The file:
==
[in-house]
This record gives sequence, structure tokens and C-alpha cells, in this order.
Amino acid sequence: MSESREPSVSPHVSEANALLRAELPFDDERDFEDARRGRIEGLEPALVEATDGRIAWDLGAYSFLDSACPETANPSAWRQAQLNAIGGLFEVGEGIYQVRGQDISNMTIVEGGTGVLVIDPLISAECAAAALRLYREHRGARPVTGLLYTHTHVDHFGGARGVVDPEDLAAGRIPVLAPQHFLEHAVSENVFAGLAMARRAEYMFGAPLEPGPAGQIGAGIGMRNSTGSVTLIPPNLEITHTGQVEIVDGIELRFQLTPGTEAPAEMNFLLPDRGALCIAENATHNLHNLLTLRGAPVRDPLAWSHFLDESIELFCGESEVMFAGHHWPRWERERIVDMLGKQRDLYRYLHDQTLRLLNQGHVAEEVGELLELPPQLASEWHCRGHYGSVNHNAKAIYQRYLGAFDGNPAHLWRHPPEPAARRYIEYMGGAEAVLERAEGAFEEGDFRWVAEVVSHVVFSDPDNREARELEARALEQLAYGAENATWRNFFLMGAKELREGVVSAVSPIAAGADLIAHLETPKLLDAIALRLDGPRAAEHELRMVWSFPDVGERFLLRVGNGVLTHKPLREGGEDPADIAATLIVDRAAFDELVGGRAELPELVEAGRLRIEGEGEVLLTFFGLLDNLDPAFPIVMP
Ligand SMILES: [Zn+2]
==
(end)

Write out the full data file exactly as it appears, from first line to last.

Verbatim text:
[in-house]
This record gives sequence, structure tokens and C-alpha cells, in this order.
Amino acid sequence: MSESREPSVSPHVSEANALLRAELPFDDERDFEDARRGRIEGLEPALVEATDGRIAWDLGAYSFLDSACPETANPSAWRQAQLNAIGGLFEVGEGIYQVRGQDISNMTIVEGGTGVLVIDPLISAECAAAALRLYREHRGARPVTGLLYTHTHVDHFGGARGVVDPEDLAAGRIPVLAPQHFLEHAVSENVFAGLAMARRAEYMFGAPLEPGPAGQIGAGIGMRNSTGSVTLIPPNLEITHTGQVEIVDGIELRFQLTPGTEAPAEMNFLLPDRGALCIAENATHNLHNLLTLRGAPVRDPLAWSHFLDESIELFCGESEVMFAGHHWPRWERERIVDMLGKQRDLYRYLHDQTLRLLNQGHVAEEVGELLELPPQLASEWHCRGHYGSVNHNAKAIYQRYLGAFDGNPAHLWRHPPEPAARRYIEYMGGAEAVLERAEGAFEEGDFRWVAEVVSHVVFSDPDNREARELEARALEQLAYGAENATWRNFFLMGAKELREGVVSAVSPIAAGADLIAHLETPKLLDAIALRLDGPRAAEHELRMVWSFPDVGERFLLRVGNGVLTHKPLREGGEDPADIAATLIVDRAAFDELVGGRAELPELVEAGRLRIEGEGEVLLTFFGLLDNLDPAFPIVMP
Ligand SMILES: [Zn+2]